Frank Huang: Well, besides my mom, I had a great teacher named Fredell Lack. She was one of the reasons that I didn’t give up on violin. She enforced my practice routine and really helped me to enjoy music a little more. Little by little, I became more inspired, until finally I decided to leave home when I was still a teenager to attend the Cleveland Institute of Music. It was a program where kids attended high school classes in the morning and college-level music classes in the afternoon. My teacher there, Don Weilerstein, became my biggest musical influence. I spent seven years studying with Don, and that’s when I really fell in love with music. Don prioritized the meaning and the emotional content of the music – how people relate to it. Like if you’re feeling down or if you’re feeling sad and you listen to something very beautiful and moving, it can affect you in a very personal way. And being in Cleveland, I also got to hear one of the greatest orchestras in one of the greatest halls.

Photo: John-Ryan Lockman

Bob Pawlo: How did you end up in New York City?

Frank Huang: I wanted to follow Don, who was leaving Cleveland, but he was wise enough to encourage me to go somewhere else, which I hadn’t really considered, so I chose to study with Robert Mann at Juilliard, and he was another very big musical influence for me, because he had lived through it all. He knew so much about the history of the music we were working on. He knew so much about harmony, interpretation and technique. So that was a very fascinating year for me. By then I had already committed myself to music. I knew that’s what I loved and that’s what I wanted to do. I started winning international competitions that created a lot of performance opportunities, and I thought I was on my way to something of a career, maybe as a soloist. I got to play with the L.A. Phil, and I played some children’s concerts with the Cleveland Orchestra, but I found out that I loved the intimacy and freedom of small chamber music playing. I stopped pursuing the solo path. To be honest, I think that I was doing those competitions just to motivate myself to practice, just to give myself goals to reach. But at those competitions, I always loved listening to other people, because you hear different styles. I loved meeting all those great violinists. I still run into a lot of people now who I met at a competition. A lot of them are playing as soloists or concertmasters of other orchestras. It’s a very small world.

Bob Pawlo: So from NYC, you moved back to Houston. How did that happen?

Frank Huang: In New York, I had been freelancing and playing with the Sejong chamber ensemble. I had the opportunity to join the Ying Quartet, which included a residency and teaching position at the Eastman School of Music. Everything was great, but then I was recruited to become the concertmaster of the Houston Symphony. I turned them down! I thought I already had the greatest job in the world, because quartet playing was my dream. But the symphony was very insistent. Houston Symphony music director Hans Graf offered me the job twice, and with my parents still living in Houston and me feeling like I wanted to be closer to them, that was ultimately the reason I went back. It was so hard having to tell Phil Ying (the violist in the Ying Quartet) that I was taking that offer. It was one of the most painful conversations, especially since the quartet was still kind of new. It seemed like a big loss at the time. But now, years later, the New York Philharmonic has its own quartet, which I’m a part of. So I couldn’t have dreamed of anything being more perfect, because now I get to do all these different forms of music that I love. I don’t have to miss out on the quartet repertoire.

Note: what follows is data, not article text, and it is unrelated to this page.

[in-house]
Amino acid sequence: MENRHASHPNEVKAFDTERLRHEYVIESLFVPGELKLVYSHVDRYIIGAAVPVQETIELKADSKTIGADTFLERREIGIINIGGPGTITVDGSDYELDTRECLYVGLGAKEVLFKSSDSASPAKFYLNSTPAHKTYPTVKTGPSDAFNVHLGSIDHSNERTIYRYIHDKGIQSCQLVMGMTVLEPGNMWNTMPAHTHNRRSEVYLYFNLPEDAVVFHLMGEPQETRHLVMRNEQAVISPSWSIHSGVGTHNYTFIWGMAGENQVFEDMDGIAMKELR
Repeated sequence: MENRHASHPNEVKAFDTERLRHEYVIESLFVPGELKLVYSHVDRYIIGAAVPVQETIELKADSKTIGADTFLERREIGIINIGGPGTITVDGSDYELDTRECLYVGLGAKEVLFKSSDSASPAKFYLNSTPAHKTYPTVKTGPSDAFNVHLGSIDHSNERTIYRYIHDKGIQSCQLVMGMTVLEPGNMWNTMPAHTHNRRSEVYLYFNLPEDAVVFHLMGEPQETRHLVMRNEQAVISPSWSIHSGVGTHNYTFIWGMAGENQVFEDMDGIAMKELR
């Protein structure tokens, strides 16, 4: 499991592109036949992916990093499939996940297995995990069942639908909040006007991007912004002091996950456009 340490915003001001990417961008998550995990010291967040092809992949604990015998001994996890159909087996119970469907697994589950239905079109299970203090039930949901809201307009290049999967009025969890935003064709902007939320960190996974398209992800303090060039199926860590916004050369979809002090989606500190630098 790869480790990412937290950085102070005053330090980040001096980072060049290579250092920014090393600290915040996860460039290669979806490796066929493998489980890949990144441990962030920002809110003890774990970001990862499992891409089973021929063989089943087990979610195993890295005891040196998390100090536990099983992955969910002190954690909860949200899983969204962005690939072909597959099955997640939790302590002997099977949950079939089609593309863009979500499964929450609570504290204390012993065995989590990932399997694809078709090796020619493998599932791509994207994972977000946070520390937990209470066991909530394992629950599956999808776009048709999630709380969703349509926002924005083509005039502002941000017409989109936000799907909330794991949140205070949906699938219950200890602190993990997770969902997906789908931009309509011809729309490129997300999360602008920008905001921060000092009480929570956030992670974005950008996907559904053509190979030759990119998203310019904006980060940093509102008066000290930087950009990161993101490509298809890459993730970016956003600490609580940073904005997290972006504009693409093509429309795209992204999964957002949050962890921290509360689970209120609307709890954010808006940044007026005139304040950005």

Bob Pawlo: Let me zoom way in and ask you how you would describe the role of the concertmaster.

Frank Huang: It’s a very interesting job. You’re responsible for a lot of the technical things, getting all the bowings sorted, making sure the orchestra is on the same page as the conductor. I always think of it as a translator between the orchestra and the conductor. You’re translating the conductor’s movement into how you think the orchestra should play something. When you have a great orchestra, such as Houston or New York, you don’t have to work too hard, because everybody is so aware and so attentive to all the little subtleties and details. But I think the challenge is to translate the conductor’s movements into something that the whole orchestra can understand very easily. If we get a guest conductor who none of us has ever seen before, we may not understand his or her motions, but since the orchestra already knows me and the way I move and react to the music, I become the bridge or translator.